COVID-19 vaccines were developed using science that has been around for decades.
COVID-19 vaccines are safe—much safer than getting COVID-19.
COVID 19-vaccines are effective at preventing severe illness from COVID-19 and limiting the spread of the virus that causes it.
Vaccines Are Widely Available for Everyone 5 Years and Older
Children ages 5–11 years can now get Pfizer-BioNTech COVID-19 vaccines.
Booster shots are available to everyone ages 16 years and older who is fully vaccinated.
Moderately or severely immunocompromised people ages 12 years and older who completed their Pfizer-BioNTech COVID-19 vaccine primary series and ages 18 years or older who completed their Moderna COVID-19 vaccine primary series should plan to get an additional primary dose at least 28 days after their second dose.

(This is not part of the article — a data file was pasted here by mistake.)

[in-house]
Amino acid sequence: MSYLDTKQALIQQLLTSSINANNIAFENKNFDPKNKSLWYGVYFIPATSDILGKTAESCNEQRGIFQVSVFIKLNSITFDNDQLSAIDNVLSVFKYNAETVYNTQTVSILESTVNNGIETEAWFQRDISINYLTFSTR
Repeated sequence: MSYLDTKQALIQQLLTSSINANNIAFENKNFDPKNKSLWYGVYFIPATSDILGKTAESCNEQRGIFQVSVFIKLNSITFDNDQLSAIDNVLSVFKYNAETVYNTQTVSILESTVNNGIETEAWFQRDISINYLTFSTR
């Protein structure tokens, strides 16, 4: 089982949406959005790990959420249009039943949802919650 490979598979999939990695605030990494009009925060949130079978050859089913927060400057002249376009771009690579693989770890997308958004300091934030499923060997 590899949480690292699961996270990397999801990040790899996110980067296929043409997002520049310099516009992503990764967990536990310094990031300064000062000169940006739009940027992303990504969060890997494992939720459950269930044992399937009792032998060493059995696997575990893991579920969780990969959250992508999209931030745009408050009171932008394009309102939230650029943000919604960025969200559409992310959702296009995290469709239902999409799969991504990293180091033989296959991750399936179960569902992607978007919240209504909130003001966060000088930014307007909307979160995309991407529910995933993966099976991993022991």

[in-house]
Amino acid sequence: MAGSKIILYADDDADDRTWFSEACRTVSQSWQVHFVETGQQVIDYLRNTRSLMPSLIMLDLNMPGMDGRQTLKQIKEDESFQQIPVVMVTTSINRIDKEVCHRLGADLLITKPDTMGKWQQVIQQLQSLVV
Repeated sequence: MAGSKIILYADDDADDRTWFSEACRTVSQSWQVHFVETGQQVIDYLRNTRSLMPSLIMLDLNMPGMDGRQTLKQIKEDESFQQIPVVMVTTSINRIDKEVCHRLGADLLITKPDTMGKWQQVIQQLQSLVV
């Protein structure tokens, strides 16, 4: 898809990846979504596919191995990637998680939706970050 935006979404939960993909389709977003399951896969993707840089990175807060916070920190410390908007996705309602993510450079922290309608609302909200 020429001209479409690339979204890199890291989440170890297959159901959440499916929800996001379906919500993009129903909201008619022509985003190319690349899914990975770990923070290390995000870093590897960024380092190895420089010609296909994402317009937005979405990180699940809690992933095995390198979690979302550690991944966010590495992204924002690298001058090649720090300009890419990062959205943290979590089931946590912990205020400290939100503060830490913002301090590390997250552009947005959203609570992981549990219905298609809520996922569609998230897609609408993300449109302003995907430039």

Wearing a mask is an effective way to reduce the spread of earlier forms of the virus, the Delta variant and other known variants.
People who are not fully vaccinated should take steps to protect themselves, including wearing a mask indoors in public at all levels of community transmission.
People who are fully vaccinated should wear a mask indoors in areas of substantial or high transmission.
Wearing a mask is very important if you or someone in your household has a weakened immune system, has an underlying medical condition, is an older adult, is not fully vaccinated.
COVID-19 tests can detect either SARS-CoV-2, the virus that causes COVID-19, or antibodies that your body makes after getting COVID-19 or after getting vaccinated. Tests for SARS-CoV-2 tell you if you have an infection at the time of the test. Tests for antibodies may tell you if you have had a past infection with the virus that causes COVID-19. Your body creates antibodies after getting infected with SARS-CoV-2 or after getting vaccinated against COVID-19.
When to Quarantine for the Public: Go to the updated information on the CDC website here.
When to Quarantine for Healthcare workers: Go to CDC website here.
Covid-19 Myths and Facts can be found on the CDC website.
Reference: CDC, Centers for Disease Control website.